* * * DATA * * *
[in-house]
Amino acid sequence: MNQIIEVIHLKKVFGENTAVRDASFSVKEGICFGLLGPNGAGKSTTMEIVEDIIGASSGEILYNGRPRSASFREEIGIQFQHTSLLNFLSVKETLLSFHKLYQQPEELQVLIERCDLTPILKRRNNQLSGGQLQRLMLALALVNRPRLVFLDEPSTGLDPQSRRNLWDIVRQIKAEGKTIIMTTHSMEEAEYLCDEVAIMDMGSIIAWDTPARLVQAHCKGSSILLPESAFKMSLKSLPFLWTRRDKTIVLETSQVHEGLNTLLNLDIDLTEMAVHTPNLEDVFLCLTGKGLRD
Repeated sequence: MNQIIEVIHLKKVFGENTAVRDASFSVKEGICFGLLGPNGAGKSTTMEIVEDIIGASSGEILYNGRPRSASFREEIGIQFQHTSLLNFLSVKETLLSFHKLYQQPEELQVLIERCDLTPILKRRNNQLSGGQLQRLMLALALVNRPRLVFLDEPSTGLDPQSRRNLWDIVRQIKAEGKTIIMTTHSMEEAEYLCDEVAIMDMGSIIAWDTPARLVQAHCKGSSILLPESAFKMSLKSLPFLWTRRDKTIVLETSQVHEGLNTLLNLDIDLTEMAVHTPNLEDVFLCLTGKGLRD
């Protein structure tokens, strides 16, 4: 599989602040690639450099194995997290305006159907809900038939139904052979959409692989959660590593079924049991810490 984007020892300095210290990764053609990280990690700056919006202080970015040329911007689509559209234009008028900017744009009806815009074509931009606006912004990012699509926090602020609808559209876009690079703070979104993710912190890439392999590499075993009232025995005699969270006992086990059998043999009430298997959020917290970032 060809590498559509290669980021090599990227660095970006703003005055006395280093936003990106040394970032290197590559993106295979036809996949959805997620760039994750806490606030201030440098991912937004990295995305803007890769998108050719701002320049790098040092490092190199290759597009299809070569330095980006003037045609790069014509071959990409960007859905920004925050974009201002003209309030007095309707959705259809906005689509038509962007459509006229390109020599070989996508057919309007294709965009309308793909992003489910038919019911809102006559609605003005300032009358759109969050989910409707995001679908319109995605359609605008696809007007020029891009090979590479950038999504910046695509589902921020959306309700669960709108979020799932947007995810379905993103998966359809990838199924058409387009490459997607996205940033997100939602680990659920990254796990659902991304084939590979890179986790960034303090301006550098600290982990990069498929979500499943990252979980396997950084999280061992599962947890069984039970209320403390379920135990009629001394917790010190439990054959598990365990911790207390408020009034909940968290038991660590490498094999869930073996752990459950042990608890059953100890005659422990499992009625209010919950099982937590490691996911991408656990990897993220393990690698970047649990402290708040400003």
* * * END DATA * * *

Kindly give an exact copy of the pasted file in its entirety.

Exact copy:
[in-house]
Amino acid sequence: MNQIIEVIHLKKVFGENTAVRDASFSVKEGICFGLLGPNGAGKSTTMEIVEDIIGASSGEILYNGRPRSASFREEIGIQFQHTSLLNFLSVKETLLSFHKLYQQPEELQVLIERCDLTPILKRRNNQLSGGQLQRLMLALALVNRPRLVFLDEPSTGLDPQSRRNLWDIVRQIKAEGKTIIMTTHSMEEAEYLCDEVAIMDMGSIIAWDTPARLVQAHCKGSSILLPESAFKMSLKSLPFLWTRRDKTIVLETSQVHEGLNTLLNLDIDLTEMAVHTPNLEDVFLCLTGKGLRD
Repeated sequence: MNQIIEVIHLKKVFGENTAVRDASFSVKEGICFGLLGPNGAGKSTTMEIVEDIIGASSGEILYNGRPRSASFREEIGIQFQHTSLLNFLSVKETLLSFHKLYQQPEELQVLIERCDLTPILKRRNNQLSGGQLQRLMLALALVNRPRLVFLDEPSTGLDPQSRRNLWDIVRQIKAEGKTIIMTTHSMEEAEYLCDEVAIMDMGSIIAWDTPARLVQAHCKGSSILLPESAFKMSLKSLPFLWTRRDKTIVLETSQVHEGLNTLLNLDIDLTEMAVHTPNLEDVFLCLTGKGLRD
């Protein structure tokens, strides 16, 4: 599989602040690639450099194995997290305006159907809900038939139904052979959409692989959660590593079924049991810490 984007020892300095210290990764053609990280990690700056919006202080970015040329911007689509559209234009008028900017744009009806815009074509931009606006912004990012699509926090602020609808559209876009690079703070979104993710912190890439392999590499075993009232025995005699969270006992086990059998043999009430298997959020917290970032 060809590498559509290669980021090599990227660095970006703003005055006395280093936003990106040394970032290197590559993106295979036809996949959805997620760039994750806490606030201030440098991912937004990295995305803007890769998108050719701002320049790098040092490092190199290759597009299809070569330095980006003037045609790069014509071959990409960007859905920004925050974009201002003209309030007095309707959705259809906005689509038509962007459509006229390109020599070989996508057919309007294709965009309308793909992003489910038919019911809102006559609605003005300032009358759109969050989910409707995001679908319109995605359609605008696809007007020029891009090979590479950038999504910046695509589902921020959306309700669960709108979020799932947007995810379905993103998966359809990838199924058409387009490459997607996205940033997100939602680990659920990254796990659902991304084939590979890179986790960034303090301006550098600290982990990069498929979500499943990252979980396997950084999280061992599962947890069984039970209320403390379920135990009629001394917790010190439990054959598990365990911790207390408020009034909940968290038991660590490498094999869930073996752990459950042990608890059953100890005659422990499992009625209010919950099982937590490691996911991408656990990897993220393990690698970047649990402290708040400003």